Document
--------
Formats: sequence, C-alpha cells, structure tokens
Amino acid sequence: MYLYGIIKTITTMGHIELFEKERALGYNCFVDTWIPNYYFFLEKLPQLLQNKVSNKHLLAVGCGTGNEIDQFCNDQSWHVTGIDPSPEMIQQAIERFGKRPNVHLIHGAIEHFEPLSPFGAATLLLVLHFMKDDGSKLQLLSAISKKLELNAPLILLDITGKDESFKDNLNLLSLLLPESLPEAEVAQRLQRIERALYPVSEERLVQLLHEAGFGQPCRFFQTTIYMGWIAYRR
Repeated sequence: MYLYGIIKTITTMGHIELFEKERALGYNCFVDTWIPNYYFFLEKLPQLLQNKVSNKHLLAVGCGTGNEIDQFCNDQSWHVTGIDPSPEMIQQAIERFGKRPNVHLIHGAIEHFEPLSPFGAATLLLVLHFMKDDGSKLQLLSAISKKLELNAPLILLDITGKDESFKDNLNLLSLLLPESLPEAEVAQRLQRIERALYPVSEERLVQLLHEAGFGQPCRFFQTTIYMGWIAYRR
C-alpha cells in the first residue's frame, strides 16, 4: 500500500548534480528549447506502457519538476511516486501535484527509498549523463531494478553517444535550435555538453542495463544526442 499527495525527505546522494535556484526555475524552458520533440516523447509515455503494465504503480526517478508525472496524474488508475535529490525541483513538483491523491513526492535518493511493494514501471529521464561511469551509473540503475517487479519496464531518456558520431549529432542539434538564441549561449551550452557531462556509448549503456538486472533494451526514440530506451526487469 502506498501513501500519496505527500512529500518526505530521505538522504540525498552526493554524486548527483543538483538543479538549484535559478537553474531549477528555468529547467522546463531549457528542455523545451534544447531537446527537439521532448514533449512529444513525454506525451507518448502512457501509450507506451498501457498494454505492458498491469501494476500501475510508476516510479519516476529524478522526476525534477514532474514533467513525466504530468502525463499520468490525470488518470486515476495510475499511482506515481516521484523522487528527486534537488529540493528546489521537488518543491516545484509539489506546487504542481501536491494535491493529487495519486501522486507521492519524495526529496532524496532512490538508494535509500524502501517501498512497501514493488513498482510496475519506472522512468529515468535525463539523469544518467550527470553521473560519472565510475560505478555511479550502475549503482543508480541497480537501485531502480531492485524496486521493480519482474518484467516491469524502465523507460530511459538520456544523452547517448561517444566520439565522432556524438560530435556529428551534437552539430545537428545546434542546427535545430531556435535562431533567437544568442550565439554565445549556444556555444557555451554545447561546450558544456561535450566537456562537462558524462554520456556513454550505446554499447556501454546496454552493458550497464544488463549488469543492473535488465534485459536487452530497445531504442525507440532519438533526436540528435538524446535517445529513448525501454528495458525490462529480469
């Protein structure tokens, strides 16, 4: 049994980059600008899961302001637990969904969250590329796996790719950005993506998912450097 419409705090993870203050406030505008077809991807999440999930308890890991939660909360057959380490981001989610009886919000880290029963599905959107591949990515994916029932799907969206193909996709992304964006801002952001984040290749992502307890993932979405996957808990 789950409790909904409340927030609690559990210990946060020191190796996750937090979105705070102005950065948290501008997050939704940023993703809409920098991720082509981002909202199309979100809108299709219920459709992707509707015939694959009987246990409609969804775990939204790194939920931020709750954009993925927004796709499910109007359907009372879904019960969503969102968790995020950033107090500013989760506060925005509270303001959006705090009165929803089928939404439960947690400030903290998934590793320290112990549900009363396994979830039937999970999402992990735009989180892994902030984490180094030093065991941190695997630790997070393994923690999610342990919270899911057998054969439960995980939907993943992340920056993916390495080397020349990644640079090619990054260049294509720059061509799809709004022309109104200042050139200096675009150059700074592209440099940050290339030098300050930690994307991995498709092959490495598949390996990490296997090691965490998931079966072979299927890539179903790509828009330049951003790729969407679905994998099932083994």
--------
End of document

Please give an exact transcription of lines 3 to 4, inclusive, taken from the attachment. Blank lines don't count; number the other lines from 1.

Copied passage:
Repeated sequence: MYLYGIIKTITTMGHIELFEKERALGYNCFVDTWIPNYYFFLEKLPQLLQNKVSNKHLLAVGCGTGNEIDQFCNDQSWHVTGIDPSPEMIQQAIERFGKRPNVHLIHGAIEHFEPLSPFGAATLLLVLHFMKDDGSKLQLLSAISKKLELNAPLILLDITGKDESFKDNLNLLSLLLPESLPEAEVAQRLQRIERALYPVSEERLVQLLHEAGFGQPCRFFQTTIYMGWIAYRR
C-alpha cells in the first residue's frame, strides 16, 4: 500500500548534480528549447506502457519538476511516486501535484527509498549523463531494478553517444535550435555538453542495463544526442 499527495525527505546522494535556484526555475524552458520533440516523447509515455503494465504503480526517478508525472496524474488508475535529490525541483513538483491523491513526492535518493511493494514501471529521464561511469551509473540503475517487479519496464531518456558520431549529432542539434538564441549561449551550452557531462556509448549503456538486472533494451526514440530506451526487469 502506498501513501500519496505527500512529500518526505530521505538522504540525498552526493554524486548527483543538483538543479538549484535559478537553474531549477528555468529547467522546463531549457528542455523545451534544447531537446527537439521532448514533449512529444513525454506525451507518448502512457501509450507506451498501457498494454505492458498491469501494476500501475510508476516510479519516476529524478522526476525534477514532474514533467513525466504530468502525463499520468490525470488518470486515476495510475499511482506515481516521484523522487528527486534537488529540493528546489521537488518543491516545484509539489506546487504542481501536491494535491493529487495519486501522486507521492519524495526529496532524496532512490538508494535509500524502501517501498512497501514493488513498482510496475519506472522512468529515468535525463539523469544518467550527470553521473560519472565510475560505478555511479550502475549503482543508480541497480537501485531502480531492485524496486521493480519482474518484467516491469524502465523507460530511459538520456544523452547517448561517444566520439565522432556524438560530435556529428551534437552539430545537428545546434542546427535545430531556435535562431533567437544568442550565439554565445549556444556555444557555451554545447561546450558544456561535450566537456562537462558524462554520456556513454550505446554499447556501454546496454552493458550497464544488463549488469543492473535488465534485459536487452530497445531504442525507440532519438533526436540528435538524446535517445529513448525501454528495458525490462529480469